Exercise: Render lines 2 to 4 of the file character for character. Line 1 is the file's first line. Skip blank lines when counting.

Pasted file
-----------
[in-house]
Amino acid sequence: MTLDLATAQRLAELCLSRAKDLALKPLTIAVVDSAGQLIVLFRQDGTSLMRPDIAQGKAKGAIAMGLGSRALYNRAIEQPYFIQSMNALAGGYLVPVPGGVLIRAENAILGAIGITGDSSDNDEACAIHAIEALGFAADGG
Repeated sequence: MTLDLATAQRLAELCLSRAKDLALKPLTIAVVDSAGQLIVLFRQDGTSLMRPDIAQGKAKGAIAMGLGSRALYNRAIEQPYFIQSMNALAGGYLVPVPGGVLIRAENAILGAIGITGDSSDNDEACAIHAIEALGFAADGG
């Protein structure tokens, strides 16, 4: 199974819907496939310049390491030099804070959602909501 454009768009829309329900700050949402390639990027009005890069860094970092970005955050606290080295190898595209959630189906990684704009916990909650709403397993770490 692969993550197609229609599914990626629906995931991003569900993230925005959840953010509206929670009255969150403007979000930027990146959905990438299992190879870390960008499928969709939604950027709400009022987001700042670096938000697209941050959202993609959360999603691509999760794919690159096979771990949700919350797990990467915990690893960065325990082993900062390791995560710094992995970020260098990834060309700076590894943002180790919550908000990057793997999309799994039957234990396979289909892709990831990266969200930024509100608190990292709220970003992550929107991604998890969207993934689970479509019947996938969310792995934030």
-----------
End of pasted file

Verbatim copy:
Amino acid sequence: MTLDLATAQRLAELCLSRAKDLALKPLTIAVVDSAGQLIVLFRQDGTSLMRPDIAQGKAKGAIAMGLGSRALYNRAIEQPYFIQSMNALAGGYLVPVPGGVLIRAENAILGAIGITGDSSDNDEACAIHAIEALGFAADGG
Repeated sequence: MTLDLATAQRLAELCLSRAKDLALKPLTIAVVDSAGQLIVLFRQDGTSLMRPDIAQGKAKGAIAMGLGSRALYNRAIEQPYFIQSMNALAGGYLVPVPGGVLIRAENAILGAIGITGDSSDNDEACAIHAIEALGFAADGG
């Protein structure tokens, strides 16, 4: 199974819907496939310049390491030099804070959602909501 454009768009829309329900700050949402390639990027009005890069860094970092970005955050606290080295190898595209959630189906990684704009916990909650709403397993770490 692969993550197609229609599914990626629906995931991003569900993230925005959840953010509206929670009255969150403007979000930027990146959905990438299992190879870390960008499928969709939604950027709400009022987001700042670096938000697209941050959202993609959360999603691509999760794919690159096979771990949700919350797990990467915990690893960065325990082993900062390791995560710094992995970020260098990834060309700076590894943002180790919550908000990057793997999309799994039957234990396979289909892709990831990266969200930024509100608190990292709220970003992550929107991604998890969207993934689970479509019947996938969310792995934030």